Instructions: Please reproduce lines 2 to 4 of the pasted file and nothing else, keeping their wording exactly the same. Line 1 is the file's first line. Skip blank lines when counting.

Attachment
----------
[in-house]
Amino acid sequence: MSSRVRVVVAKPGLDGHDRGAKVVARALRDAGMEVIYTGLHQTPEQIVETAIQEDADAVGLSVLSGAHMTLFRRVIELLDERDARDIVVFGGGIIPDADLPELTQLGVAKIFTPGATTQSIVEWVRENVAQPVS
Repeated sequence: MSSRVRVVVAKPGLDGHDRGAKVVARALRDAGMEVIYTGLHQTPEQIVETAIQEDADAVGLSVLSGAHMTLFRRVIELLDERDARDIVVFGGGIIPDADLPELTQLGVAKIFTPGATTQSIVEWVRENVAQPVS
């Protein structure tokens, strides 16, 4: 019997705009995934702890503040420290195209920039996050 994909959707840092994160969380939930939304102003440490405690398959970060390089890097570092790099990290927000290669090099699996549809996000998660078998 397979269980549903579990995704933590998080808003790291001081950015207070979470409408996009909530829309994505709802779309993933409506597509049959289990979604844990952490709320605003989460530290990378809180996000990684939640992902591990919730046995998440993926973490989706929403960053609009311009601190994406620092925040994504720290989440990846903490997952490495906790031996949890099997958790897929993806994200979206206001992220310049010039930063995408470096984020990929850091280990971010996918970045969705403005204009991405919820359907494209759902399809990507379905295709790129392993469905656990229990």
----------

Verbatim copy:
Amino acid sequence: MSSRVRVVVAKPGLDGHDRGAKVVARALRDAGMEVIYTGLHQTPEQIVETAIQEDADAVGLSVLSGAHMTLFRRVIELLDERDARDIVVFGGGIIPDADLPELTQLGVAKIFTPGATTQSIVEWVRENVAQPVS
Repeated sequence: MSSRVRVVVAKPGLDGHDRGAKVVARALRDAGMEVIYTGLHQTPEQIVETAIQEDADAVGLSVLSGAHMTLFRRVIELLDERDARDIVVFGGGIIPDADLPELTQLGVAKIFTPGATTQSIVEWVRENVAQPVS
């Protein structure tokens, strides 16, 4: 019997705009995934702890503040420290195209920039996050 994909959707840092994160969380939930939304102003440490405690398959970060390089890097570092790099990290927000290669090099699996549809996000998660078998 397979269980549903579990995704933590998080808003790291001081950015207070979470409408996009909530829309994505709802779309993933409506597509049959289990979604844990952490709320605003989460530290990378809180996000990684939640992902591990919730046995998440993926973490989706929403960053609009311009601190994406620092925040994504720290989440990846903490997952490495906790031996949890099997958790897929993806994200979206206001992220310049010039930063995408470096984020990929850091280990971010996918970045969705403005204009991405919820359907494209759902399809990507379905295709790129392993469905656990229990």